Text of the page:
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6 TWENTY-FIRST CENTURY ECOSYSTEMS evolutionary changes, and the spread of microbes and other species that are ecologically disruptive and affect the health of animals, people, and plants. Many speakers noted that these problems appear to be exacerbated by climate change. Our understanding of the functioning of ecosystems has grown rapidly since the 1980s, but with that understanding has come increased insight into the complexity of such systems and the difficulty of fully comprehending the consequences of human-induced changes and the attendant functioning and effects on ecosystem health. The difficulty of ac- curately predicting the consequences of future changes is considerable, and several speakers emphasized the importance of a precautionary approach that can be adapted to respond to ongoing observations and analysis. THEME 3: SAVING WHAT WE CAN Saving biodiversity and sustaining ecosystem functioning will require an array of strategies, founded on the best possible understanding of what biodiversity exists, how organisms interact to create functioning ecosystems, and how these organisms and systems are changing. A variety of strategies were presented to address the ongoing erosion of biological diversity and ecosystem function, although numerous speakers emphasized that success- ful interventions require a systems approach and a broad understanding of the goods and services provided by species in ecosystems. Some speakers also asserted that successful conservation and management interventions inevitably depend on enhanced levels of public engagement, awareness, and support. THEME 4: MANAGING ECOSYSTEM SERVICES AS COMPLEX ADAPTIVE SYSTEMS A recurring theme of the sessions was that decisions to conserve, manage, and use biodiversity and ecosystems for human benefit should be based on the best available information on the full suite of services that ecosystems provide, and awareness of the trade-offs among ecosystem ser- vices (see Figure 1-2). Some speakers observed that much research on and management of ecosystems has been approached in a fragmented way, in large part because of the difficulties of integrating different academic fields and administrative jurisdictions. A central theme of several presentations was the increased imperative for further integration both in science and in policy. Broader approaches, those speakers contended, are necessary to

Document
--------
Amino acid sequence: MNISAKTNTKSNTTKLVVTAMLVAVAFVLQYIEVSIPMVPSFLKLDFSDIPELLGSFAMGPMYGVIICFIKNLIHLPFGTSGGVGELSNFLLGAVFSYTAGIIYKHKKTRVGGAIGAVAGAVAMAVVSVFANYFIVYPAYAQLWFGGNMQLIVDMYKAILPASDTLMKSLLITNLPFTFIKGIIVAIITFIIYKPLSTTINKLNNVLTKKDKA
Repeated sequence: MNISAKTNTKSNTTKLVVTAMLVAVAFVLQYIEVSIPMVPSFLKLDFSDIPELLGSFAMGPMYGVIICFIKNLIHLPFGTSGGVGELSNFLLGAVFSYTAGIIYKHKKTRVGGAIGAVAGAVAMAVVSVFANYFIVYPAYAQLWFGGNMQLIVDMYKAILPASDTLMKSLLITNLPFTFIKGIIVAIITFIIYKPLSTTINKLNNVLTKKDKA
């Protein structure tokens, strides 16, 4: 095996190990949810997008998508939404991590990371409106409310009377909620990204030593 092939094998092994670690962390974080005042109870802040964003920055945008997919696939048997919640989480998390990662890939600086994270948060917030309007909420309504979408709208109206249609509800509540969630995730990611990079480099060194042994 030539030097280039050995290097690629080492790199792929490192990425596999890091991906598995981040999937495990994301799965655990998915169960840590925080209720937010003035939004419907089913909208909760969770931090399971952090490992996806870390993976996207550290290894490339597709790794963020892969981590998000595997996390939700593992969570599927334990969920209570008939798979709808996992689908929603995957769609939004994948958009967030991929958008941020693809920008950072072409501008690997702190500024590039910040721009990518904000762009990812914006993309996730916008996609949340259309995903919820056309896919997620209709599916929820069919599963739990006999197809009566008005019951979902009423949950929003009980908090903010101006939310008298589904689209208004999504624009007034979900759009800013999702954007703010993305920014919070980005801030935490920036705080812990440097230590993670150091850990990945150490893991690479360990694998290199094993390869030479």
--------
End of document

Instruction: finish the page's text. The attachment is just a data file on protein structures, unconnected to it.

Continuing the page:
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7 INTRODUCTION GLOBAL CHANGE DRIVERS HUMAN WELL -BEING . Material minimum for a good life . Climate . Health . Biogeochemical cycles . Shelter and safety . Land use . Good social relations . Biotic exchanges (e.g., invasions ) . Freedom of choice ECOSYSTEM SERVICES BIODIVERSITY . Food, fiber, fuel . Genetic & evolutionary resources . Medicines . Education and recreation . Sense of place . Religious & spiritual values ECOSYSTEM PROCESSES . Habitat provision . Primary & secondary productivity . Soil fertility . Nutrient cycling . Water quantity & quality regulation . Evapotranspiration . Climate regulation . Dynamic stability . Disease & pest regulation . Erosion control FIGURE 1-2 The relationship of biodiversity to ecosystem services and global change. SOURCE: Sandra Díaz presentation, adapted from Millennium Ecosystem Assessment. 2005. Ecosystems and Human Well-Being. Biodiversity Synthesis. Washington, DC: World Box 2-1 Resources Institute. The conceptual model shows how global change drivers affect human well-being both directly and indirectly. Similarly, biodiversity in the broad sense affects the provision of ecosystem services both directly and through ecosystem processes. It may also alter the drivers of global change themselves. Sandra Díaz, February 12, 2009 avoid unintended and often cascading consequences. Examples they cited included the effects of policies related to biofuels and carbon on agriculture, water resources, and biodiversity; of approaches to fisheries management on marine ecosystems; and of trade policies on the global dispersal of pests and pathogens. Understanding and managing such complex systems, several speakers noted, requires ongoing adaptive cooperation and collaboration among disciplines and across jurisdictions, both public and private, as knowledge continues to evolve.